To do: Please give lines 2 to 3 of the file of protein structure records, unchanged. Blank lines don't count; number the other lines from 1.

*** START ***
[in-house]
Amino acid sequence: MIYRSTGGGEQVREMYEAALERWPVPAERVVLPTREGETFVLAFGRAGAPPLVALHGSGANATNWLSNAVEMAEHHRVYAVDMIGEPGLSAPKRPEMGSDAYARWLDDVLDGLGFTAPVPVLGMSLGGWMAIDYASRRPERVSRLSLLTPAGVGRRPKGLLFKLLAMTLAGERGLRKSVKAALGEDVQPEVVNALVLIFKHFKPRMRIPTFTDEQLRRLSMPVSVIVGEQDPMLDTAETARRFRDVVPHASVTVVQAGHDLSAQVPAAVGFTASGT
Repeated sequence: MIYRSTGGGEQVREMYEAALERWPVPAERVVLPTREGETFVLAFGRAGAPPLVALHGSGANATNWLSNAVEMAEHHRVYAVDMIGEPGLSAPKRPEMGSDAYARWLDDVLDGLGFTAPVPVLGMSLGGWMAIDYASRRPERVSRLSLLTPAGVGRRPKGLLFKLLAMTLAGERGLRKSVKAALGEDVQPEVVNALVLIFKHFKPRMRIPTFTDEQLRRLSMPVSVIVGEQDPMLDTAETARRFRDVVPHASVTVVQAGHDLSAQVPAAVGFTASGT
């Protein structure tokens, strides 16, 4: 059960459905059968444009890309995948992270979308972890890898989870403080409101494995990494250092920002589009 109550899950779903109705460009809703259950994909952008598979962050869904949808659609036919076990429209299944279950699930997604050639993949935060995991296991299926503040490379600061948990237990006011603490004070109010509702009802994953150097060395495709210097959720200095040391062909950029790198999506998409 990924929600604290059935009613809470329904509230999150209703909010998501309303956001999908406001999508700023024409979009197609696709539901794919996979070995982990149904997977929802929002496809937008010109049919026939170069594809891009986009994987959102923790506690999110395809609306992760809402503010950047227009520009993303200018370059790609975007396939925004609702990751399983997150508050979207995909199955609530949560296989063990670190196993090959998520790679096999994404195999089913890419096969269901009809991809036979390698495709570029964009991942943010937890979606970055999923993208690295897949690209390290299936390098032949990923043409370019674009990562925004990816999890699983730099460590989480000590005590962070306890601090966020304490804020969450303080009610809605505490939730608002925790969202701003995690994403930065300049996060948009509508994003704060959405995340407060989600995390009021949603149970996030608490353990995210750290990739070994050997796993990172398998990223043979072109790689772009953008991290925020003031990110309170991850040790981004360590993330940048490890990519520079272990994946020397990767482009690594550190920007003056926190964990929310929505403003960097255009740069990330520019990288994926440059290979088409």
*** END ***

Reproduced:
Amino acid sequence: MIYRSTGGGEQVREMYEAALERWPVPAERVVLPTREGETFVLAFGRAGAPPLVALHGSGANATNWLSNAVEMAEHHRVYAVDMIGEPGLSAPKRPEMGSDAYARWLDDVLDGLGFTAPVPVLGMSLGGWMAIDYASRRPERVSRLSLLTPAGVGRRPKGLLFKLLAMTLAGERGLRKSVKAALGEDVQPEVVNALVLIFKHFKPRMRIPTFTDEQLRRLSMPVSVIVGEQDPMLDTAETARRFRDVVPHASVTVVQAGHDLSAQVPAAVGFTASGT
Repeated sequence: MIYRSTGGGEQVREMYEAALERWPVPAERVVLPTREGETFVLAFGRAGAPPLVALHGSGANATNWLSNAVEMAEHHRVYAVDMIGEPGLSAPKRPEMGSDAYARWLDDVLDGLGFTAPVPVLGMSLGGWMAIDYASRRPERVSRLSLLTPAGVGRRPKGLLFKLLAMTLAGERGLRKSVKAALGEDVQPEVVNALVLIFKHFKPRMRIPTFTDEQLRRLSMPVSVIVGEQDPMLDTAETARRFRDVVPHASVTVVQAGHDLSAQVPAAVGFTASGT